Brazilian Cuisine

 By: Jivinder S. Sabherwal
It began as most ‘ethnic food movements’ do – with small restaurants in the neighborhoods where immigrants settled, diners and lunchrooms and tea rooms opened by those who wanted to offer a taste of home to their fellow émigrés. Chinese, Italian, Middle Eastern, Thai – from family run bistros, the cuisine spread as those outside the cultures of the ‘neighborhood’ learned of the good food and the word spread. The latest ‘new cuisine’ that is spreading like wildfire is Brazilian – a delicious blending of three separate cultures that comes together in dishes and delicacies that aren’t found anywhere else in the world.

To understand the cuisine of Brazil, one must understand a little of its history. The base of Brazilian cuisine is in its native roots – the foods that sustained the native Brazilians – cassava, yams, fish and meat – but it bears the stamp of two other peoples as well: the Portuguese who came to conquer and stayed, and the African slaves that they brought with them to work the sugar plantations. Brazilian cuisine today is a seamless amalgam of the three influences that interweave in a unique and totally Brazilian style.

The staples of the Brazilian diet are root vegetables, seafood and meat. Manioc, derived from cassava root, is the ‘flour’ of the region, and is eaten in one form or another at nearly every meal. The bitter cassava root is poisonous in its raw state, but when prepared properly, the cassava root yields farinha and tapioca, bases for many dishes of the region. The Portuguese influence shows in the rich, sweet egg breads that are served at nearly every meal, and in the seafood dishes that blend ‘fruits de mer’ with coconut and other native fruits and vegetables. The national dish, bobo de camarao is one of these, a delicious mingling of fresh shrimp in a puree of dried shrimp, manioc (cassava) meal, coconut milk and nuts, flavored with a palm oil called dende.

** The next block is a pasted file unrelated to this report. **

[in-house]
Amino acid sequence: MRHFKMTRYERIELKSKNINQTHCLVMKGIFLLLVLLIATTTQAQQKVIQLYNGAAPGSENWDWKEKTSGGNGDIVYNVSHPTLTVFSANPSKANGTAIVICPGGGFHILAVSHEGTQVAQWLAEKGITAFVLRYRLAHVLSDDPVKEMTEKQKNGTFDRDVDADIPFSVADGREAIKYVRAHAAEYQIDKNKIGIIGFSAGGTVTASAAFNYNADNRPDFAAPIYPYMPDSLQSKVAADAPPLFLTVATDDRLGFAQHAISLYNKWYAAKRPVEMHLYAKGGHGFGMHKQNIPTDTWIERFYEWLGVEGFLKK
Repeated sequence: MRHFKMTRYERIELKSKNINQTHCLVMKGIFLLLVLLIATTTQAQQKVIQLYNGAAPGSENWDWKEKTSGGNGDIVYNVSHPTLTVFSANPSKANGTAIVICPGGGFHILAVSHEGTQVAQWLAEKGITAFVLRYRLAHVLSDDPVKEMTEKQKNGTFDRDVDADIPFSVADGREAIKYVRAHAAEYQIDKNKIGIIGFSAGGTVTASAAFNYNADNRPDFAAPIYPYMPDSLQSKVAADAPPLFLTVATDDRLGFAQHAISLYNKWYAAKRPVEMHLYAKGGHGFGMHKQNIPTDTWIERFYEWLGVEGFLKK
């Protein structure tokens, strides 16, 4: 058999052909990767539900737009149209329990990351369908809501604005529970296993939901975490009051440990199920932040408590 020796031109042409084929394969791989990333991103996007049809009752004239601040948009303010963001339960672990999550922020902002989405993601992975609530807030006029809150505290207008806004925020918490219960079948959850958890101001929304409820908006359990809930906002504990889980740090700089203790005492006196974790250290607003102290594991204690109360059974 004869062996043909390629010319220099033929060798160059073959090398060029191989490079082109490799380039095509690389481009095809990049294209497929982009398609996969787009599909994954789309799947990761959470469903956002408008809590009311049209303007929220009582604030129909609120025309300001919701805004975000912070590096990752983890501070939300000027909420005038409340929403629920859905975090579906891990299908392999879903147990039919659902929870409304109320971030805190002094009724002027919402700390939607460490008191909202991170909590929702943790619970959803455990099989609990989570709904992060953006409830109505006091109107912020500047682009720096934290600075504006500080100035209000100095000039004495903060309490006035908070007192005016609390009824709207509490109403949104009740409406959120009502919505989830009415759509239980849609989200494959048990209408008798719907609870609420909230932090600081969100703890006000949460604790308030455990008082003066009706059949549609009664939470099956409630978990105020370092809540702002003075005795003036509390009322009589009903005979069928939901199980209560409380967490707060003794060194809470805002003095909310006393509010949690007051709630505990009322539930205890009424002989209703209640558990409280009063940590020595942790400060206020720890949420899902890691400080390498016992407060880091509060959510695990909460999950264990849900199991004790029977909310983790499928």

It is the African influence that is most felt, though – as is to be expected of the people who worked in the kitchens. Pineapple and coconut milk, shredded coconut and palm hearts worked their way into everyday dishes, flavoring meat, shrimp, fish, vegetables and bread. Brazilian food, unlike the cuisines of many of the surrounding countries, favors the sweet rather than the hot, and more than any other South American cuisine, it carries the savor of tropical island breezes rather than the hot wind of the desert.

The most common ingredients in Brazilian cuisine are cassava, coconut, dende, black beans and rice. Bacalao – salt cod – features in many dishes derived from the Portuguese, but flavored with typical Brazilian insouciance with coconut cream and pistachio nuts it becomes an entirely different food. It is typical of the Brazilian attitude toward food – an expression of a warm and open people to whom feeding and sharing food is the basis of hospitality. Brazilian cuisine is like its people – all are welcome, all are welcomed and all make their mark – without ever overwhelming the contributions of the other.
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